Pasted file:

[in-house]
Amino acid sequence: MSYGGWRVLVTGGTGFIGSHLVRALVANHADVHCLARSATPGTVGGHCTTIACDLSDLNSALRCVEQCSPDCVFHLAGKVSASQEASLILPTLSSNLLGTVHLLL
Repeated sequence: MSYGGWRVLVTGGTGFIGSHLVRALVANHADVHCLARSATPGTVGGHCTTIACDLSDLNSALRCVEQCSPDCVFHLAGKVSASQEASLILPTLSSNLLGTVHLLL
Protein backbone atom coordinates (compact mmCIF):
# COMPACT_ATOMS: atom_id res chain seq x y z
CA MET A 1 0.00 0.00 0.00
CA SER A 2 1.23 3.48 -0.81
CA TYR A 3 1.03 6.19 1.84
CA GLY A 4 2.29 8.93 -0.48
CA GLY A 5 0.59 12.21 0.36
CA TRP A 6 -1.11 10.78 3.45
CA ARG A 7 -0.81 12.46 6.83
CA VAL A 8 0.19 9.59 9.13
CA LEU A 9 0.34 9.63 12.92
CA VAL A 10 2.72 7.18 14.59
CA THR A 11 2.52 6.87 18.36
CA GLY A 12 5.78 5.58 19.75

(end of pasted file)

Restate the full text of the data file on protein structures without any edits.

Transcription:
[in-house]
Amino acid sequence: MSYGGWRVLVTGGTGFIGSHLVRALVANHADVHCLARSATPGTVGGHCTTIACDLSDLNSALRCVEQCSPDCVFHLAGKVSASQEASLILPTLSSNLLGTVHLLL
Repeated sequence: MSYGGWRVLVTGGTGFIGSHLVRALVANHADVHCLARSATPGTVGGHCTTIACDLSDLNSALRCVEQCSPDCVFHLAGKVSASQEASLILPTLSSNLLGTVHLLL
Protein backbone atom coordinates (compact mmCIF):
# COMPACT_ATOMS: atom_id res chain seq x y z
CA MET A 1 0.00 0.00 0.00
CA SER A 2 1.23 3.48 -0.81
CA TYR A 3 1.03 6.19 1.84
CA GLY A 4 2.29 8.93 -0.48
CA GLY A 5 0.59 12.21 0.36
CA TRP A 6 -1.11 10.78 3.45
CA ARG A 7 -0.81 12.46 6.83
CA VAL A 8 0.19 9.59 9.13
CA LEU A 9 0.34 9.63 12.92
CA VAL A 10 2.72 7.18 14.59
CA THR A 11 2.52 6.87 18.36
CA GLY A 12 5.78 5.58 19.75